Gulfstream has received an FAA STC permitting installations of its high-speed Broad Band Multi Link (BBML) data receiver system in the GV. The BBML 3.0 system consists of a tail-mounted antenna and enhanced cabin server capable of delivering data to the airplane at speeds of up to 3.5 megabits per second. The system is available for installation at any Gulfstream or General Dynamics Aviation Services facility worldwide.
The new year will see General Dynamics Aviation Services (GDAS) rebranded to Gulfstream and Midcoast Aviation rebranded as Jet Aviation, a wholly owned subsidiary of General Dynamics. Joe Lombardo, executive v-p of the General Dynamics Aerospace Group, said, “We have a service presence at 44 locations around the world and we continue to grow to meet the demands of our increasing international customer base.
Avtrak and Midcoast Aviation have reached an agreement by which Avtrak will provide technology that will automate the information flow through Midcoast Aviation’s MRO processes, said Dennis Steinbeck, v-p of business development for Littleton, Colo.-based Avtrak. More details about the agreement are to be announced by Avtrak (Booth No. 2137) here.
Large-cabin business jets continue to lead Gulfstream’s order and delivery figures, while sales outside the U.S. continue to surpass domestic sales. Both elements are helping to keep the bottom lines of Gulfstream and parent company General Dynamics relatively stable, while they provide a glimmer of end-of-the-tunnel light for the second half of this year and perhaps even some optimism for higher revenue next year.
According to Jay Johnson, chairman and CEO of Gulfstream parent company General Dynamics, the Gulfstream G650 and G250 test programs are proceeding on track: “Significantly, both aircraft are performing in test exactly as predicted.” The super-midsize G250 and wide-cabin G650 are expected to be certified next year, and G250 deliveries will start “in 2011.” Johnson said Gulfstream plans to deliver 17 G650s in 2012 and 33 each in 2013 and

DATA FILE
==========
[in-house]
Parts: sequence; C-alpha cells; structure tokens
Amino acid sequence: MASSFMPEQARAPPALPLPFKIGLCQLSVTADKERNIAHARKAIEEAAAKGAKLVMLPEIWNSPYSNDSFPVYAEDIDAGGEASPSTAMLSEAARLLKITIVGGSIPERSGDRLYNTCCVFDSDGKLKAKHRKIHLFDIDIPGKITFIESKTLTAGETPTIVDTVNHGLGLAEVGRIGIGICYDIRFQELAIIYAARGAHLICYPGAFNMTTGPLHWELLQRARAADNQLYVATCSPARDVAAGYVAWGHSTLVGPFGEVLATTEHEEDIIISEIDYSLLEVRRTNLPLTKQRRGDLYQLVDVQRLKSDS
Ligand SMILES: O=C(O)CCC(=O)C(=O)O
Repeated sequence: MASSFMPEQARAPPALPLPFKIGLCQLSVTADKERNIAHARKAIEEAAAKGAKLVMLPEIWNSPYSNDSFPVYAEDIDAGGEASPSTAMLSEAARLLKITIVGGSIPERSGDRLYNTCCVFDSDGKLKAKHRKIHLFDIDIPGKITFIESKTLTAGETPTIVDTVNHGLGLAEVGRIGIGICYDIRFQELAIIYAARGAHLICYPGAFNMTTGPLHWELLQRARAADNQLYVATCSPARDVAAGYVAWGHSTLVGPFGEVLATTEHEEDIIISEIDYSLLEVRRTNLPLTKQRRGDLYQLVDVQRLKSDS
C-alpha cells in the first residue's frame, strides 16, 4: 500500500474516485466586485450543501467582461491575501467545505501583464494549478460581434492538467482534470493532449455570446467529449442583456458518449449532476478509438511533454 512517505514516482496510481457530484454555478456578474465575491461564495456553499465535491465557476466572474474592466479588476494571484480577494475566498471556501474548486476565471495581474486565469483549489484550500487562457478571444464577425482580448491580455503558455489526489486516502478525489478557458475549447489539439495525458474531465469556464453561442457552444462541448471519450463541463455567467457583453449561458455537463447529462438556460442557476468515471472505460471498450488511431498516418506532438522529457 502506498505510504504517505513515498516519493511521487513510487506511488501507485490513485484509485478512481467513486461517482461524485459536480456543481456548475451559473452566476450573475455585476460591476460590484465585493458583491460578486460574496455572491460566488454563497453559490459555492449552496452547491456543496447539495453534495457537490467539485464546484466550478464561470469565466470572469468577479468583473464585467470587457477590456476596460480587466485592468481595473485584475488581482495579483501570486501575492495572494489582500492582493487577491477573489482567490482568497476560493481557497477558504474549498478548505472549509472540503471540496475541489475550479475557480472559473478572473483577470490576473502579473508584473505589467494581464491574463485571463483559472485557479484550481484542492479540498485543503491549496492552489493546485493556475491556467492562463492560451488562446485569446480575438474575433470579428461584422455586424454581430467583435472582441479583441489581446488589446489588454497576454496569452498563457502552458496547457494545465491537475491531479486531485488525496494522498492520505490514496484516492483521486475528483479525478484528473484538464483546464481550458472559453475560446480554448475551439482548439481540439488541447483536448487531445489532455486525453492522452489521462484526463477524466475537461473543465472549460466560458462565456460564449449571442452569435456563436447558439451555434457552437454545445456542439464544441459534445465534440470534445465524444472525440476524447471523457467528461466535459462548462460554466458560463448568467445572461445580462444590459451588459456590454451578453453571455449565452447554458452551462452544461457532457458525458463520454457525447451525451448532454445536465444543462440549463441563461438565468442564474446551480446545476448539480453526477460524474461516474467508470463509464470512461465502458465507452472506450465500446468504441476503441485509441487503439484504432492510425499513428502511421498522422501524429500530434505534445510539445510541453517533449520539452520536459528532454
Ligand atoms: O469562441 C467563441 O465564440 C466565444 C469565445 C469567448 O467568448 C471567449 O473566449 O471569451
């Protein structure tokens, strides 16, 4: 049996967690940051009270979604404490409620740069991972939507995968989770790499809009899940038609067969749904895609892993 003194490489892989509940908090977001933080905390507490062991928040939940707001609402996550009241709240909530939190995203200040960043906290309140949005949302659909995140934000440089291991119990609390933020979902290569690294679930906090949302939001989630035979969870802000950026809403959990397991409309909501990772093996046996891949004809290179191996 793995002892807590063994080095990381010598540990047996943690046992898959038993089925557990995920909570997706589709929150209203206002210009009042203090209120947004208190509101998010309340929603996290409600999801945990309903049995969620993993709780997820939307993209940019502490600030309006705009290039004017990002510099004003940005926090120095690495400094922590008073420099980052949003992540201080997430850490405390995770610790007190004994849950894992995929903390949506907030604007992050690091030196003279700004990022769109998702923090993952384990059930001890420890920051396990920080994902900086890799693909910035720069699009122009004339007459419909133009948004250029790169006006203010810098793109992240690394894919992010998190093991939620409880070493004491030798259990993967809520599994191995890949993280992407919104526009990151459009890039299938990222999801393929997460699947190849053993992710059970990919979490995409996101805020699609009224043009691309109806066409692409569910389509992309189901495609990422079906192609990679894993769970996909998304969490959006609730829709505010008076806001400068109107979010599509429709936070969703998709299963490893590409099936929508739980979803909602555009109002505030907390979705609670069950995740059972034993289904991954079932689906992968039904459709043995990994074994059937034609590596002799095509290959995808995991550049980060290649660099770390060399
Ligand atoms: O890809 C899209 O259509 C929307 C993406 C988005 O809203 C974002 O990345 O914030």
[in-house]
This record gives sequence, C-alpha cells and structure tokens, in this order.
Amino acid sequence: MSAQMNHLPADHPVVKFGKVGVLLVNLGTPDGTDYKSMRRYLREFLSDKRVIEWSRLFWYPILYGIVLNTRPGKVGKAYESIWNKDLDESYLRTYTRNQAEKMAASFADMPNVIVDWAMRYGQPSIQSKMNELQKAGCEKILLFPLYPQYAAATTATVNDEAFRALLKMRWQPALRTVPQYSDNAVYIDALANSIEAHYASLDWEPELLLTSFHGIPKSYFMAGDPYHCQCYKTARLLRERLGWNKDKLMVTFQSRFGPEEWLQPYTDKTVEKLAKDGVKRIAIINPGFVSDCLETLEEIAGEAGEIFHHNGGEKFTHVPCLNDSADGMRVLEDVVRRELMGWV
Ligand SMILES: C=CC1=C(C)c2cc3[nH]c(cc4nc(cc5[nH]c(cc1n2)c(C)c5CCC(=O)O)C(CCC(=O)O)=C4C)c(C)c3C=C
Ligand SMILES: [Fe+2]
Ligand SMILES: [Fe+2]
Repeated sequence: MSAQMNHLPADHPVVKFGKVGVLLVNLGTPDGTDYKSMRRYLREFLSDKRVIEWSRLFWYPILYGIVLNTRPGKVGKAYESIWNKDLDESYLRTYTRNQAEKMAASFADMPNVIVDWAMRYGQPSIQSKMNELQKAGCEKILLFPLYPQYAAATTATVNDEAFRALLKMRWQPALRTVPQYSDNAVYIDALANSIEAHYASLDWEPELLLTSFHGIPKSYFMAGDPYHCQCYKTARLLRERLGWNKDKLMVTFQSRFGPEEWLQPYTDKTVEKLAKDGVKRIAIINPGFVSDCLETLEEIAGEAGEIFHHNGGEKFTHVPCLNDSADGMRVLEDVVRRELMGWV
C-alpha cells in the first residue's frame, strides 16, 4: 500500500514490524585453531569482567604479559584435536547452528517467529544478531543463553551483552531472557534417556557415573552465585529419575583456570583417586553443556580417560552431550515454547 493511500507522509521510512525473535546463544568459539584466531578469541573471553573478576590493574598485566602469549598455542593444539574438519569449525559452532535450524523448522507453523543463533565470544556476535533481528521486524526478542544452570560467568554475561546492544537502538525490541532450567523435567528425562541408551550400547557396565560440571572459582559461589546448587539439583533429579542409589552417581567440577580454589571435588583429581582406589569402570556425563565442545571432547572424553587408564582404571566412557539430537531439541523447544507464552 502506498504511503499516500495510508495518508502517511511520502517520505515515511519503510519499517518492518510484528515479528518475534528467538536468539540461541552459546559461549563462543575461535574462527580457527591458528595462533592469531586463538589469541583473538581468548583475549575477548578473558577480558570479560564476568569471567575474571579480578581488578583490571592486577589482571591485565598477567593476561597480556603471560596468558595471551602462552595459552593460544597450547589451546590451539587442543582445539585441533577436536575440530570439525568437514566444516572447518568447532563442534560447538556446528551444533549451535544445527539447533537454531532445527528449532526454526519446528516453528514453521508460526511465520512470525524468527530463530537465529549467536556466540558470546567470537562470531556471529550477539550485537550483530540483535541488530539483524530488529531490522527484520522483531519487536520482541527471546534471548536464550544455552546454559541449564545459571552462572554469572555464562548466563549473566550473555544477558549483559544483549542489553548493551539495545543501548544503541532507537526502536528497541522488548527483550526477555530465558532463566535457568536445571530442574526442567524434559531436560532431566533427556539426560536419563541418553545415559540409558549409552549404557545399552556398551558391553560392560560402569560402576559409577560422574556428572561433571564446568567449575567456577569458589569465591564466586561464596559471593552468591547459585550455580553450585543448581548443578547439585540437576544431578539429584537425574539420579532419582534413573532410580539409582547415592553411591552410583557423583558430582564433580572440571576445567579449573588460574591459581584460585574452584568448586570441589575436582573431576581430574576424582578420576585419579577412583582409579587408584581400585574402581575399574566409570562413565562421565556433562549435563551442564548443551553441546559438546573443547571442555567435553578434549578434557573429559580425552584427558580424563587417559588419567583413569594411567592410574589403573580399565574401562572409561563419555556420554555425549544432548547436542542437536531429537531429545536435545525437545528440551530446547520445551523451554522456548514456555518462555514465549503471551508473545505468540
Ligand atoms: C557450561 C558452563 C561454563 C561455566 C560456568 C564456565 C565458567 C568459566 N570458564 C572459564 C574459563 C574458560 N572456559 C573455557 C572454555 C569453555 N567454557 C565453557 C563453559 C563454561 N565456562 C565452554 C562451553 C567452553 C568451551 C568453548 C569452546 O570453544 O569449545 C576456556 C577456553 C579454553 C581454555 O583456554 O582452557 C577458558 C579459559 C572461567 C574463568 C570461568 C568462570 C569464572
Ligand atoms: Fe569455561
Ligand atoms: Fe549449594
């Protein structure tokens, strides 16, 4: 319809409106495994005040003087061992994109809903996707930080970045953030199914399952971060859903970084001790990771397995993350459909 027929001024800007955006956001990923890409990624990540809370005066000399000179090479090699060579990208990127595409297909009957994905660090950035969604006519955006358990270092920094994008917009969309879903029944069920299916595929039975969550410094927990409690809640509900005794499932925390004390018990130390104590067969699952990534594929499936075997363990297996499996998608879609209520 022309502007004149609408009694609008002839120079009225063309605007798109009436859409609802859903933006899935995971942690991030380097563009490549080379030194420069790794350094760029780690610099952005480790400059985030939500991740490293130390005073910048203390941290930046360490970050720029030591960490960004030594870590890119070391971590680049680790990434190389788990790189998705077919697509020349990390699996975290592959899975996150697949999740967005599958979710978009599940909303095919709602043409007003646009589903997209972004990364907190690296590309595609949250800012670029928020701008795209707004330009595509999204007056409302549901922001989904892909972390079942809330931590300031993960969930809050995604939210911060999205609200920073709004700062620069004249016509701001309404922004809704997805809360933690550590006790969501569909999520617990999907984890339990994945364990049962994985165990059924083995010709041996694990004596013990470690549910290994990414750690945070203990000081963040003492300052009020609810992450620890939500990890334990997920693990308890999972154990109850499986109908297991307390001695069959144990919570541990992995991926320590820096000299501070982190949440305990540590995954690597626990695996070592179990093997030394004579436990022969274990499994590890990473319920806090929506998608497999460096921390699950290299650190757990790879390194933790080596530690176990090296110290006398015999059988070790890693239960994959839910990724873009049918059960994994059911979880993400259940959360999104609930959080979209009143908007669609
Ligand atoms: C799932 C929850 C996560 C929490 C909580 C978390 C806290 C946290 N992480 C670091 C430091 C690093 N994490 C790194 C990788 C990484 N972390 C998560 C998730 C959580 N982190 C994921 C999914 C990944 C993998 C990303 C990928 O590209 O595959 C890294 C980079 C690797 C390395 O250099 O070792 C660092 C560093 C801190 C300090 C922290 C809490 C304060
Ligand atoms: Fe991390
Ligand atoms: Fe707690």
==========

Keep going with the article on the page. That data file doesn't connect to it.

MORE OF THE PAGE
Carl Hirschmann, Jet Aviation’s former CEO and the eldest son of company founder Carl W. Hirschmann, died on July 31 in Zurich, Switzerland, after a battle with pancreatic cancer. He was 61. The younger Hirschmann, who was groomed by his father to lead the Zurich-based company, joined Jet Aviation in 1975 and rose to the position of CEO during the mid-1980s. Following a disagreement with his father, in 1984 Carl Jr.
Carl Hirschmann, former Jet Aviation CEO and the eldest son of company founder Carl W. Hirschmann, died on Friday in Zurich, Switzerland, after a brief battle with cancer. He was 61. The younger Hirschmann, who was groomed to lead the Zurich-based company eventually, joined Jet Aviation in 1975 and rose to the position of CEO during the mid-1980s.
“We’re seeing a gradual improvement in the business jet market,” Jay Johnson, the chairman and CEO of Gulfstream and Jet Aviation parent General Dynamics, noted yesterday during the company’s second-quarter financial conference.
General Dynamics yesterday reported first-quarter 2010 earnings from continuing operations of $599 million, up from $593 million for the same period in 2009, giving much of the credit to gains in the aerospace business segment, which consists of Gulfstream, Jet Aviation and General Dynamics Aviation Services. “It was a good first quarter,” said GD president and CEO Jay Johnson in an investor conference call.
Gulfstream Aerospace president Joe Lombardo started his career in aerospace at Douglas Aircraft in 1975, where he held leadership positions in production and material control, planning and manufacturing, and was general manager of twinjet production. He joined Gulfstream in 1996 as vice president of co-production, where he was responsible for the ramp-up and dual production of the Gulfstream IV-SP and V.